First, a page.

Quiz Yourself: Manipulate Data with StringBuilder (Intermediate)

When two object references point to the same StringBuilder instance, how are changes propagated?

January 10, 2020

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If you have worked on our quiz questions in the past, you know none of them is easy. They model the difficult questions from certification examinations. The “intermediate” and “advanced” designations refer to the exams, rather than to the questions, although in almost all cases, “advanced” questions will be harder. We write questions for the certification exams, and we intend that the same rules apply: Take words at their face value and trust that the questions are not intended to deceive you but to straightforwardly test your knowledge of the ins and outs of the language.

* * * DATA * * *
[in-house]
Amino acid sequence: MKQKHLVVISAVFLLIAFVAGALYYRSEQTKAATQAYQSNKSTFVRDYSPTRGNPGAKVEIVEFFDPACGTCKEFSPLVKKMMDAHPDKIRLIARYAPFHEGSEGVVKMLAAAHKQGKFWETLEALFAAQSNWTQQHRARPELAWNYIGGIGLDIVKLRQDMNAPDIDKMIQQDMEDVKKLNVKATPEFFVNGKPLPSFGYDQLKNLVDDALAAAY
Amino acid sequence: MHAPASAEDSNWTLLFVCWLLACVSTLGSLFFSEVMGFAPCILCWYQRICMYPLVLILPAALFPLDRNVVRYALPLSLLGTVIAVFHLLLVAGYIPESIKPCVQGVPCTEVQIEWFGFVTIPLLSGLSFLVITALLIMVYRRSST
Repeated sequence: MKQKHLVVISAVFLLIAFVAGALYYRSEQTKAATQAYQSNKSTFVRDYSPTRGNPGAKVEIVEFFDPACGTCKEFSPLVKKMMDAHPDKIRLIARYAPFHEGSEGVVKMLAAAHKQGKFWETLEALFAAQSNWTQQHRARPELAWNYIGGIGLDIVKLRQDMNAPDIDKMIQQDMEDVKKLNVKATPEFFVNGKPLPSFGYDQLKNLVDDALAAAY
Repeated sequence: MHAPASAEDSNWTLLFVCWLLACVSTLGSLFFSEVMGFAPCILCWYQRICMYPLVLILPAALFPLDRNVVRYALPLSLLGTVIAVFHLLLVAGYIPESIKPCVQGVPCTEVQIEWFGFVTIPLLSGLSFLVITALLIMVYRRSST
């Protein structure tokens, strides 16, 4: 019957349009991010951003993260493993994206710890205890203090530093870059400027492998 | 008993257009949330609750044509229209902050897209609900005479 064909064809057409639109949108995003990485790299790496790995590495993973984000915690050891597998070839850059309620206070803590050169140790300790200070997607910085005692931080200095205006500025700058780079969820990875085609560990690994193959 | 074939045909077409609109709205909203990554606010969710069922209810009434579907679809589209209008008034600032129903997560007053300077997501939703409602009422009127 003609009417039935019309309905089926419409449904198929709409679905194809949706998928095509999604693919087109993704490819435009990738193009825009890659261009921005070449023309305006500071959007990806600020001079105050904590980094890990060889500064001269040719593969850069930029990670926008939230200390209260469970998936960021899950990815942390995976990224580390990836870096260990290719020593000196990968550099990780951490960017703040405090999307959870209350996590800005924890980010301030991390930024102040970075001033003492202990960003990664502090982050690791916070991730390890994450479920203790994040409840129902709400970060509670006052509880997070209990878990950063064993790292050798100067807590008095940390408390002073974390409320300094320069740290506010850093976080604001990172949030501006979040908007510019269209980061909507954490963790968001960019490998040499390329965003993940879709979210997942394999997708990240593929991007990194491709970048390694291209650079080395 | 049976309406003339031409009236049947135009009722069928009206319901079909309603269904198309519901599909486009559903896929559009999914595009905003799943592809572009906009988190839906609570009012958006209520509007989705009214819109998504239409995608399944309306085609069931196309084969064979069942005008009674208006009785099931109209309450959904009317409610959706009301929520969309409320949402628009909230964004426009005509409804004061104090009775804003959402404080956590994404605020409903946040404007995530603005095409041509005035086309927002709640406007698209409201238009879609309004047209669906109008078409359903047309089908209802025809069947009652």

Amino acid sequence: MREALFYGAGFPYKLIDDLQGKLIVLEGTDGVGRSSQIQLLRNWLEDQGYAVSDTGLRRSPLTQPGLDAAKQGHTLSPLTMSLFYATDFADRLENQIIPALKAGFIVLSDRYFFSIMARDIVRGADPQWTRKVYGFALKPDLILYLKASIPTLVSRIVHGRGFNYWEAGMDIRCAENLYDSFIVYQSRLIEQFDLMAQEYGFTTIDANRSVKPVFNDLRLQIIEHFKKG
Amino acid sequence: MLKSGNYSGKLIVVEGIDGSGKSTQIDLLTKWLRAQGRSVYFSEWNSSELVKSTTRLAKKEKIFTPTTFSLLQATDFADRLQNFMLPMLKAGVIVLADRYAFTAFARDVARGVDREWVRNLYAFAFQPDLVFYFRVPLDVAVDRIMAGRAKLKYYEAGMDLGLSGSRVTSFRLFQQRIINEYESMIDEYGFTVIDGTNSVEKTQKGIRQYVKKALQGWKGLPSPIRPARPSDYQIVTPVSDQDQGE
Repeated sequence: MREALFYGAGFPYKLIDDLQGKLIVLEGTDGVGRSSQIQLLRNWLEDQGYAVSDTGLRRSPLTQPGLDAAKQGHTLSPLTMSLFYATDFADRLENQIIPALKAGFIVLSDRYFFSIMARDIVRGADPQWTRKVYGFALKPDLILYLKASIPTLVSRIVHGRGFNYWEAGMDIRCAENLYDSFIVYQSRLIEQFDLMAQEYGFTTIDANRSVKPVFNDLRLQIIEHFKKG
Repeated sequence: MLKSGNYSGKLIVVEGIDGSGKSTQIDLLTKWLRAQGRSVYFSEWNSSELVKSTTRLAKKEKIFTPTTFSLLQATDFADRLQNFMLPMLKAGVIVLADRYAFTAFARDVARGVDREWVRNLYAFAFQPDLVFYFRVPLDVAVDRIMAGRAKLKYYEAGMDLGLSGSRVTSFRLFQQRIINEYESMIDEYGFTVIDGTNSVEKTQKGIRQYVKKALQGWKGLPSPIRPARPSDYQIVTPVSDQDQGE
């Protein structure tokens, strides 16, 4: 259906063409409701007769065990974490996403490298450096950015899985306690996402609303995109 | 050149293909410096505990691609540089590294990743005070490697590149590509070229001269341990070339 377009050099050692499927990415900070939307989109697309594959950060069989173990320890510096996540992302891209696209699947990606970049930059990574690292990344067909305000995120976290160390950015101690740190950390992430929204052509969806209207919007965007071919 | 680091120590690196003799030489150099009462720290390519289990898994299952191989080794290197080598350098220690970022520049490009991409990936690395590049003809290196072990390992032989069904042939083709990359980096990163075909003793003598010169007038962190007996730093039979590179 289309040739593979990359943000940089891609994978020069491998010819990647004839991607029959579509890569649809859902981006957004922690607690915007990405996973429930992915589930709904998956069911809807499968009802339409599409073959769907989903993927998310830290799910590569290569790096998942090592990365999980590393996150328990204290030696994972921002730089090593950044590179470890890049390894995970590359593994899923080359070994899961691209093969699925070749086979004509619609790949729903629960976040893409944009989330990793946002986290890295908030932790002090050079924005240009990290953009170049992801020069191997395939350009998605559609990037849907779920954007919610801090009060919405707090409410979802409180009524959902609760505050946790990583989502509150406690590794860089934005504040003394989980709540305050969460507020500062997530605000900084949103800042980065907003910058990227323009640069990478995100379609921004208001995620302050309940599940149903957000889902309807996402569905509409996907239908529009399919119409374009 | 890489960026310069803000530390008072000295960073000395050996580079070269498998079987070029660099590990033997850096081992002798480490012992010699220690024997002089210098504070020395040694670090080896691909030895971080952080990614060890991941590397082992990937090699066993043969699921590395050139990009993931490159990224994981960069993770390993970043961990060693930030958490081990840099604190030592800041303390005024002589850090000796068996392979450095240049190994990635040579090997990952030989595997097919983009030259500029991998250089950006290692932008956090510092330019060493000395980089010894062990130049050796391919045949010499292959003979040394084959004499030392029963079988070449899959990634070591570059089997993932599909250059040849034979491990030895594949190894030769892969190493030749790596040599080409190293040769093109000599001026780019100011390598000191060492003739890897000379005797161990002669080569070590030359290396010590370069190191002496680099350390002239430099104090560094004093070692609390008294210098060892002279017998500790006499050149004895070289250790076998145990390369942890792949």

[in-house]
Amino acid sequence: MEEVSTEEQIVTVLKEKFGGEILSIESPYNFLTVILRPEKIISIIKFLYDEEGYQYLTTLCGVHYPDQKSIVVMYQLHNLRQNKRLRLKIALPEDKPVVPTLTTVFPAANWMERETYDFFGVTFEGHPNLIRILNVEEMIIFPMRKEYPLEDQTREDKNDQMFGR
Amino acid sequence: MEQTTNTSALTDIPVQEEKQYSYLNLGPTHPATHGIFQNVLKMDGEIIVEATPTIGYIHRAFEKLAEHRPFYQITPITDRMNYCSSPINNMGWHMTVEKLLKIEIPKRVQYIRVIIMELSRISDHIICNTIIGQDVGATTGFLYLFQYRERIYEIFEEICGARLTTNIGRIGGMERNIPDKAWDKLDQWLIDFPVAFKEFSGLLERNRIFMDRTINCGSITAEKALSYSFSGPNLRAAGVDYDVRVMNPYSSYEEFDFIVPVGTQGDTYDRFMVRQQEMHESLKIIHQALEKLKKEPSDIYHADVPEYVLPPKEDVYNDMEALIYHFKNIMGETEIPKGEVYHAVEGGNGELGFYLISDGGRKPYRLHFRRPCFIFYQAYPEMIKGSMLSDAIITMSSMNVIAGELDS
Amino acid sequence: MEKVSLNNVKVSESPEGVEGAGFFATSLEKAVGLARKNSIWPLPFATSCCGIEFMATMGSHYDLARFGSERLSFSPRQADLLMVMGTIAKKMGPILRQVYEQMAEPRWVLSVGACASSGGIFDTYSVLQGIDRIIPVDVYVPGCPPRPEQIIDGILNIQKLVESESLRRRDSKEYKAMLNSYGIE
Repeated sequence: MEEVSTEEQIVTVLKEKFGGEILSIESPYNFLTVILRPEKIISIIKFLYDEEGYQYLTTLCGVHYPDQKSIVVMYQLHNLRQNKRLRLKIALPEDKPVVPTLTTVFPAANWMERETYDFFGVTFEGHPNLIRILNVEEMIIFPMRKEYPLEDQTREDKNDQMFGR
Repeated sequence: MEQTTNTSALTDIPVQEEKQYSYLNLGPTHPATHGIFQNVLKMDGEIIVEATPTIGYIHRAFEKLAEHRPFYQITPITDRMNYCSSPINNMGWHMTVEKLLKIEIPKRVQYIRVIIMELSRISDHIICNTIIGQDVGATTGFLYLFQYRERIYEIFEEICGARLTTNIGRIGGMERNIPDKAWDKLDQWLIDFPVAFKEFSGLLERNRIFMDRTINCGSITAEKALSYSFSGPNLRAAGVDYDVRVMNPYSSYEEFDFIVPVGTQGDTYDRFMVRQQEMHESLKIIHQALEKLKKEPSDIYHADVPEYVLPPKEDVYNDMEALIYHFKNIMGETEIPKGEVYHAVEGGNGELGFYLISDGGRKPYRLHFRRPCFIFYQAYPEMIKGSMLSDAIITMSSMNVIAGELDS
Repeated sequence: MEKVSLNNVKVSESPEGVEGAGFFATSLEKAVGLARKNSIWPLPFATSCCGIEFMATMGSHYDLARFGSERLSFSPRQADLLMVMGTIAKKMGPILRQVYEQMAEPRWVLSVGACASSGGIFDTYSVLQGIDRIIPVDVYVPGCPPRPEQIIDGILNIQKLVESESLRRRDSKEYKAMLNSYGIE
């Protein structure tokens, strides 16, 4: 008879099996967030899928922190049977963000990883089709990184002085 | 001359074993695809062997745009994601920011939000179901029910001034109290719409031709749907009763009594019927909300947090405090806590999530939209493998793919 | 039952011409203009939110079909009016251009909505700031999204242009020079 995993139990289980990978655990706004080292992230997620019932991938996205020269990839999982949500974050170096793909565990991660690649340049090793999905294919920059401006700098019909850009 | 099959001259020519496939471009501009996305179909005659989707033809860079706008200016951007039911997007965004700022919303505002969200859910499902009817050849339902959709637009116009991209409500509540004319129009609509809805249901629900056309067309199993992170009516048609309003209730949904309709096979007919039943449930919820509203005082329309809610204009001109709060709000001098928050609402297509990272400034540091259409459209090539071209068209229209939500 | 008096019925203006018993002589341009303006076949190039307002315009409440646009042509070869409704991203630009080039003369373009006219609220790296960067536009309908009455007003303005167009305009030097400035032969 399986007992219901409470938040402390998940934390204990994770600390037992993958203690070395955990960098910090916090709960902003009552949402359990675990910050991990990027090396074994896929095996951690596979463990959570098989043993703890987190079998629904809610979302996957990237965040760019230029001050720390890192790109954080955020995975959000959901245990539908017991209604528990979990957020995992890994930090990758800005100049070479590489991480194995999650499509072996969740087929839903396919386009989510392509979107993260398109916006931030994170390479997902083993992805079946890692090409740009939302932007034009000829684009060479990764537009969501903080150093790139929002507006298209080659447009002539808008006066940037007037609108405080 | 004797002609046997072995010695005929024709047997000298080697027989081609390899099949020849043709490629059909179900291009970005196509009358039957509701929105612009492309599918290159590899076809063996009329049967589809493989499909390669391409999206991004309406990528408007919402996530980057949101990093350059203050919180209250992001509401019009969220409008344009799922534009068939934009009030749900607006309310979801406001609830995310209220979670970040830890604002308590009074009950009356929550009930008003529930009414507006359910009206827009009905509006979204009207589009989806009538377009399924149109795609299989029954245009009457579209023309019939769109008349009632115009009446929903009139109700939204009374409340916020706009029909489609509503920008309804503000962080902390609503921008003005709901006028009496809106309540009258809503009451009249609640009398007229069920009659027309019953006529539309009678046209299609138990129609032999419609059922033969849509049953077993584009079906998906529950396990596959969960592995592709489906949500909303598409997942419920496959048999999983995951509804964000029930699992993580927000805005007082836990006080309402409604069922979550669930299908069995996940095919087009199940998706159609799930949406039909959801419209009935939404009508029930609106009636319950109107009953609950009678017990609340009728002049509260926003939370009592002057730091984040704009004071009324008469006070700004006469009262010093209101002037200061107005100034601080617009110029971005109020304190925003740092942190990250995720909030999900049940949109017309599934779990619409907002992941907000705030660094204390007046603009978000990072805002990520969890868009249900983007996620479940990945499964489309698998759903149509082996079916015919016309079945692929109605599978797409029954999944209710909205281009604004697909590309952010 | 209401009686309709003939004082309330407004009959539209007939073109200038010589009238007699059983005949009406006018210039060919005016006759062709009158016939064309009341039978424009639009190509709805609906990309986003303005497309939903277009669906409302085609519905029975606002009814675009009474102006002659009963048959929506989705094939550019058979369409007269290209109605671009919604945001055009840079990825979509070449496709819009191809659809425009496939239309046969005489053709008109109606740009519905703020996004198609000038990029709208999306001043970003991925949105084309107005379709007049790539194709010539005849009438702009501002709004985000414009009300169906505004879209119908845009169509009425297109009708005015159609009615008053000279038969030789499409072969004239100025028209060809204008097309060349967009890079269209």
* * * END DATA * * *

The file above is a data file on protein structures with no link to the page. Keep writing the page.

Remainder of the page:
Given the class:


public class TextProcessor {
    public static void main(String[] args) {
        StringBuilder originalText = 
                             new StringBuilder("ABC");
        StringBuilder text = originalText;
        originalText.append("DEF");
        originalText = edit(text);
        originalText = text.append("XYZ");        
        System.out.print(originalText);
    }
    static StringBuilder edit(StringBuilder originalText) {
        return originalText.delete(2, 3);        
    }
}

What is the output? Choose one.

  1. ABCDEFXYZ
  2. ABDEFXYZ
  3. ABEFXYZ
  4. ABXYZ

Answer. This code investigates mutability in the StringBuilder and the implications of multiple references to the same object.

First, the code creates a StringBuilder containing "ABC" and assigns it to the originalText variable.